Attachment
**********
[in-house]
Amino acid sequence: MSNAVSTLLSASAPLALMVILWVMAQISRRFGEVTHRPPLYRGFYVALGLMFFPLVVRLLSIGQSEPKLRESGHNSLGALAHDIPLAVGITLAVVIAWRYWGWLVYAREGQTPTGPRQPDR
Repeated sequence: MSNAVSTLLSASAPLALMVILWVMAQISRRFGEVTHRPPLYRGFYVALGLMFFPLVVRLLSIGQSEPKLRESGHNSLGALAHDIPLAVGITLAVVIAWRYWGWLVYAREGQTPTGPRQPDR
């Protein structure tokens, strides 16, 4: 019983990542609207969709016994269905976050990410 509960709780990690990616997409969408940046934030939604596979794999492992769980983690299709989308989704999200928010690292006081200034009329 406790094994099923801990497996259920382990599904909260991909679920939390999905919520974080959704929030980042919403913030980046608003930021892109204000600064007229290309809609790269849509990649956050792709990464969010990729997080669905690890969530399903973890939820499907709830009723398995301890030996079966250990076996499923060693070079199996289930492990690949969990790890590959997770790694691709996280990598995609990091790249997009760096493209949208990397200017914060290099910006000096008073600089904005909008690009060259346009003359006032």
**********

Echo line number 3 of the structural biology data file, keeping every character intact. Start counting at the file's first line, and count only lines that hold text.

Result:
Repeated sequence: MSNAVSTLLSASAPLALMVILWVMAQISRRFGEVTHRPPLYRGFYVALGLMFFPLVVRLLSIGQSEPKLRESGHNSLGALAHDIPLAVGITLAVVIAWRYWGWLVYAREGQTPTGPRQPDR